E51AND – The Palmerston Atoll Story


    Palmerston Atoll was active from 05:05Z on August 21st to 07:25Z on September 19th 2012

    QSL via AB7FS

    The activation of Palmerston Atoll was an impromptu event following our being “marooned” there for several weeks. We set off from Rarotonga in the South Cook Islands for a 5 day round trip to Palmerston in a small yacht — Kathy (ZK1SCH) and I (E51AND) were charter passengers on our first ever voyage — along with the skipper, Andre. Palmerston is in the middle of nowhere! About 500 miles SE of American Samoa and 300 miles NW of Rarotonga at 18.02 South and 163.30 West it lies in a region known to sailors as the Pacific Convergence Zone.

    The trip started well — calm seas and fair winds carried us to Palmerston in just under 48 hours.

    Kathy at the helm — at this point we were 150 miles out of Rarotonga on the open Pacific — an awesome experience! Happily neither of us were seasick nor did we experience the panic many people do as they completely lose sight of land. We each took 3 hour watches at the helm — that allowed 6 hours of sleep for each of us at night 🙂

    Although on leaving Rarotonga we were able to see he mountains for some 60 miles, Palmerston Island was something else! It is so low that we could not clearly see it until 10 miles out — here is what it looks like from less than a mile. A “motu” or coral sand islet about 500 metres across and 3 metres high. Covered in Pandanus, Coconut Palms and, surprise, huge Mahogany trees.

    Palmerston Atoll -- 500 metres wide and 3 metres high!

    There are no passages through the reef deep enough to permit the passage of a yacht so visiting yachts tie up at moorings outside the reef and the locals come out in small boats to carry you ashore.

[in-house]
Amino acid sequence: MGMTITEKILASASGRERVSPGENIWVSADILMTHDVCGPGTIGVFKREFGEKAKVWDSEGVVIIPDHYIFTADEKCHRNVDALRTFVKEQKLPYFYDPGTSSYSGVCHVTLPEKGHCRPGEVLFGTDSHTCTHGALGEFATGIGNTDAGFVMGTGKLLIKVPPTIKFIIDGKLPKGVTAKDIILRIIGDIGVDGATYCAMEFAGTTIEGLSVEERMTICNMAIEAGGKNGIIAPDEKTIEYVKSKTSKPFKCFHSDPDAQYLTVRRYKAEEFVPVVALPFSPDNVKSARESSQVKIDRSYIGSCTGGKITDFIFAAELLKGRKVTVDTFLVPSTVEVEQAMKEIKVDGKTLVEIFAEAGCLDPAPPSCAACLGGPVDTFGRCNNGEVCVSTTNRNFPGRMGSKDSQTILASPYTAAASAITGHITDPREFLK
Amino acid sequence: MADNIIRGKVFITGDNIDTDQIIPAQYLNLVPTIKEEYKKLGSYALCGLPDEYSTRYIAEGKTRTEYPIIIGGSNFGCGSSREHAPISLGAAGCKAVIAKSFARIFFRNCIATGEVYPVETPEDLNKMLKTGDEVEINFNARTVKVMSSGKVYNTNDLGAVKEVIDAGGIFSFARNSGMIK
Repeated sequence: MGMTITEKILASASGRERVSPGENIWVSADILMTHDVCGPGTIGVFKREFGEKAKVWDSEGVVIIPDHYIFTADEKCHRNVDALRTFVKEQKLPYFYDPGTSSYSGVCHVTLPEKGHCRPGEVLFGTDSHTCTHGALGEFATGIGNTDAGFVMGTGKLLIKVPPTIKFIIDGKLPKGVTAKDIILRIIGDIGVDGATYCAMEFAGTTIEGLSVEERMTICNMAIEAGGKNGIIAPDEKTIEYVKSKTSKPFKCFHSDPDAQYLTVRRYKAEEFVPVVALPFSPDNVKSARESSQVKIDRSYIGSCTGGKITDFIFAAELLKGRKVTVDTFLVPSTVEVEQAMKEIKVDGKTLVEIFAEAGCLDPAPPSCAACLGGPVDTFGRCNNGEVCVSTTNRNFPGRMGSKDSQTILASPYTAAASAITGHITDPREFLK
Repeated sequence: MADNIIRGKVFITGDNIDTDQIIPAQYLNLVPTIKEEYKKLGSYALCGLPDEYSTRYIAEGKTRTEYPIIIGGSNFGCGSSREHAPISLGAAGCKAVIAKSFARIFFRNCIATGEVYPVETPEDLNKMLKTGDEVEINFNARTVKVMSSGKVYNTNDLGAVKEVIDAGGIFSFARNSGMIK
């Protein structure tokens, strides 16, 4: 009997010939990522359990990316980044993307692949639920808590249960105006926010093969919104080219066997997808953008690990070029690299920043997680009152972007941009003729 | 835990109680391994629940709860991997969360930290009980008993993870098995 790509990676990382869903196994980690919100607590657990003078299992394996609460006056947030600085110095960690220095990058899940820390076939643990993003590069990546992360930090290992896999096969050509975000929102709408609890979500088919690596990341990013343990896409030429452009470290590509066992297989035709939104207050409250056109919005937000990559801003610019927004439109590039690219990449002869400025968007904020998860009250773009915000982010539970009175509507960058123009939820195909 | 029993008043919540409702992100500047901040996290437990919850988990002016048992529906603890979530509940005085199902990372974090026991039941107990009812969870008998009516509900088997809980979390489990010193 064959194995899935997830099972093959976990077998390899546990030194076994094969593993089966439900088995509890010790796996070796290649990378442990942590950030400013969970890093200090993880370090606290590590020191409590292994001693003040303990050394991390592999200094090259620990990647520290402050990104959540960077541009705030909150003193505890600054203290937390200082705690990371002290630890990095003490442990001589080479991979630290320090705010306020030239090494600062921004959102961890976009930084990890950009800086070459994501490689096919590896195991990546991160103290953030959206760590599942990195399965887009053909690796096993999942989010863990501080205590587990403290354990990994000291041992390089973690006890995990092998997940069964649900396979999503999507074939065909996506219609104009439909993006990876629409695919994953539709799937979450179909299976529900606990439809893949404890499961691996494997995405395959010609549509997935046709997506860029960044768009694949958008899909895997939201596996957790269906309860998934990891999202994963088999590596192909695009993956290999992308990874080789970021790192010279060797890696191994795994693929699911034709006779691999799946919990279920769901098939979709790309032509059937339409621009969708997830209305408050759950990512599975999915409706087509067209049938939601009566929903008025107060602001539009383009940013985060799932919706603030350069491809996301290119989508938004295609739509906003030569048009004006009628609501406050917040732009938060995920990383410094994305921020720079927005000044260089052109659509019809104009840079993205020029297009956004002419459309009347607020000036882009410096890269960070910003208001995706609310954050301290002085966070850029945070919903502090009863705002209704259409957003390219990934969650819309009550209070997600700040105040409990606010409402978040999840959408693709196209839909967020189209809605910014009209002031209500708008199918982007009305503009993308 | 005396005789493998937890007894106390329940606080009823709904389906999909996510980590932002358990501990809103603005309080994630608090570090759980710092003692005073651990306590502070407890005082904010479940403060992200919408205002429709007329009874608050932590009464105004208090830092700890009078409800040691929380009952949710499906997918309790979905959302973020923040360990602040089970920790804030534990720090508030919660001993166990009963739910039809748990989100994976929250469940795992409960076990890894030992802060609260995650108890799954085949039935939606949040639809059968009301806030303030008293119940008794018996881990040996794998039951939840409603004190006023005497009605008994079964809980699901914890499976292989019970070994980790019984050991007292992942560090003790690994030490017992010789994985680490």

We had another treat when we got there — Whales! They were playing around the yacht – within a 100 metres or less – and breaching over and over again. SPECTACULAR!!

    Palmerston Island is amazingly beautiful — it is truly a tropical paradise — intense white coral sand beaches and the lagoon so many shades of intense blue you’d swear it wasn’t real.

    We stayed overnight with a local family Edward and Shirley Marsters — along with the extended family of “Mama” Tuaine Marsters. We owe them a huge debt of gratitude for all they did for us!.

    Only 66 people live on Palmerston — 36 of them children. All are descendents of William Marsters, an English barrelmaker who settled the previously deserted island with his three Polynesian wives in the mid 1800s. Today his great, great, great great grandchildren populate the island and are scattered across Polynesia, New Zealand and Australia.

    After spending the night on the island we set off for Rarotonga, however, a storm blew up in the night and the vessel suffered serious damage and we were forced to put ashore again at Palmerston – lucky to be alive!

    This time we were stranded – forced to wait until another ship could take us back to Rarotonga — and ships visit once every 3 – 4 months and on no schedule!!

    After a few days on Island a Dutch yacht on a round-the-world trip stopped in — on the way to American Samoa — it was decided Kathy would take passage on the one available berth — and I would stay and await the next ship to Rarotonga.

    Life on Palmerston is VERY different from life in the US, or Europe.  There is electricity from 6am to noon, and 6pm to midnight — IF the generator is working. Water for drinking and bathing is collected rainwater stored in large concrete and plastic tanks, and anything that is not harvested from the land, lagoon or ocean comes in by ship — if and when one comes. The following are pictures from the island — and at the end, a couple of pictures of the “ham shack” and power and antenna systems. MINIMAL to say the least — this was not a DXpedition — I had the radio along in case I could operate from the yacht as E51AND/MM — so it came with me when we went ashore.